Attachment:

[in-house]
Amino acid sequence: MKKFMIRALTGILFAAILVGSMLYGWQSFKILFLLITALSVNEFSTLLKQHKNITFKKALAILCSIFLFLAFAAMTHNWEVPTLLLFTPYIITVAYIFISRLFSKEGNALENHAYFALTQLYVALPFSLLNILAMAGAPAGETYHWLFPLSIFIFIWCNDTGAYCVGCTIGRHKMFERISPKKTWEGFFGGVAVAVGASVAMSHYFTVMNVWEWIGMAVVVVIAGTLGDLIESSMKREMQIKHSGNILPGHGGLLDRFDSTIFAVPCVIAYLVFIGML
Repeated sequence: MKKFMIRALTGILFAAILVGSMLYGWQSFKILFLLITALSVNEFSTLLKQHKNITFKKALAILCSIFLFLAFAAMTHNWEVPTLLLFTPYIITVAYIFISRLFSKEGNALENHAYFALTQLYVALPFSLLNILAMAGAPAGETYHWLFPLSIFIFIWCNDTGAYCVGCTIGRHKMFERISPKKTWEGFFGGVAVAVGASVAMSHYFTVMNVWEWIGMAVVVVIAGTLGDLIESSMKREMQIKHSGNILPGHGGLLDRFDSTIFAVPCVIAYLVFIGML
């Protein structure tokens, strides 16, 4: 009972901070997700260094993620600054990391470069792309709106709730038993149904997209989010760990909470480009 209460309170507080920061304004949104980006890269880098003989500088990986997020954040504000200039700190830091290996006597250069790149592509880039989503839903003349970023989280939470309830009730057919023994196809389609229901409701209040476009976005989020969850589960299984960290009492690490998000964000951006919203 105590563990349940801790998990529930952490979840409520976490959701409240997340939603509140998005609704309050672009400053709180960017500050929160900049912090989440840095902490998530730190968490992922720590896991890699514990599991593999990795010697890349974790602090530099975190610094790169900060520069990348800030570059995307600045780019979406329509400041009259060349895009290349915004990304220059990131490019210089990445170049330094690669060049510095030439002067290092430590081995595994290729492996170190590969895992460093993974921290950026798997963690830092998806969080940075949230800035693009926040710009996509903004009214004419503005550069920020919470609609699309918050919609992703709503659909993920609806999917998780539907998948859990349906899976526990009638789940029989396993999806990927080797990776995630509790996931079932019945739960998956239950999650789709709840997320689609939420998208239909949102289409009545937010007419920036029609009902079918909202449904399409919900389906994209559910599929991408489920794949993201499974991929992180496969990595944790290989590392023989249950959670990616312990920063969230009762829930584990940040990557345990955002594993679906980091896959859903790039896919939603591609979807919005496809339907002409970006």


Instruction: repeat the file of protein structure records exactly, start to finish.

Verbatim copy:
[in-house]
Amino acid sequence: MKKFMIRALTGILFAAILVGSMLYGWQSFKILFLLITALSVNEFSTLLKQHKNITFKKALAILCSIFLFLAFAAMTHNWEVPTLLLFTPYIITVAYIFISRLFSKEGNALENHAYFALTQLYVALPFSLLNILAMAGAPAGETYHWLFPLSIFIFIWCNDTGAYCVGCTIGRHKMFERISPKKTWEGFFGGVAVAVGASVAMSHYFTVMNVWEWIGMAVVVVIAGTLGDLIESSMKREMQIKHSGNILPGHGGLLDRFDSTIFAVPCVIAYLVFIGML
Repeated sequence: MKKFMIRALTGILFAAILVGSMLYGWQSFKILFLLITALSVNEFSTLLKQHKNITFKKALAILCSIFLFLAFAAMTHNWEVPTLLLFTPYIITVAYIFISRLFSKEGNALENHAYFALTQLYVALPFSLLNILAMAGAPAGETYHWLFPLSIFIFIWCNDTGAYCVGCTIGRHKMFERISPKKTWEGFFGGVAVAVGASVAMSHYFTVMNVWEWIGMAVVVVIAGTLGDLIESSMKREMQIKHSGNILPGHGGLLDRFDSTIFAVPCVIAYLVFIGML
């Protein structure tokens, strides 16, 4: 009972901070997700260094993620600054990391470069792309709106709730038993149904997209989010760990909470480009 209460309170507080920061304004949104980006890269880098003989500088990986997020954040504000200039700190830091290996006597250069790149592509880039989503839903003349970023989280939470309830009730057919023994196809389609229901409701209040476009976005989020969850589960299984960290009492690490998000964000951006919203 105590563990349940801790998990529930952490979840409520976490959701409240997340939603509140998005609704309050672009400053709180960017500050929160900049912090989440840095902490998530730190968490992922720590896991890699514990599991593999990795010697890349974790602090530099975190610094790169900060520069990348800030570059995307600045780019979406329509400041009259060349895009290349915004990304220059990131490019210089990445170049330094690669060049510095030439002067290092430590081995595994290729492996170190590969895992460093993974921290950026798997963690830092998806969080940075949230800035693009926040710009996509903004009214004419503005550069920020919470609609699309918050919609992703709503659909993920609806999917998780539907998948859990349906899976526990009638789940029989396993999806990927080797990776995630509790996931079932019945739960998956239950999650789709709840997320689609939420998208239909949102289409009545937010007419920036029609009902079918909202449904399409919900389906994209559910599929991408489920794949993201499974991929992180496969990595944790290989590392023989249950959670990616312990920063969230009762829930584990940040990557345990955002594993679906980091896959859903790039896919939603591609979807919005496809339907002409970006």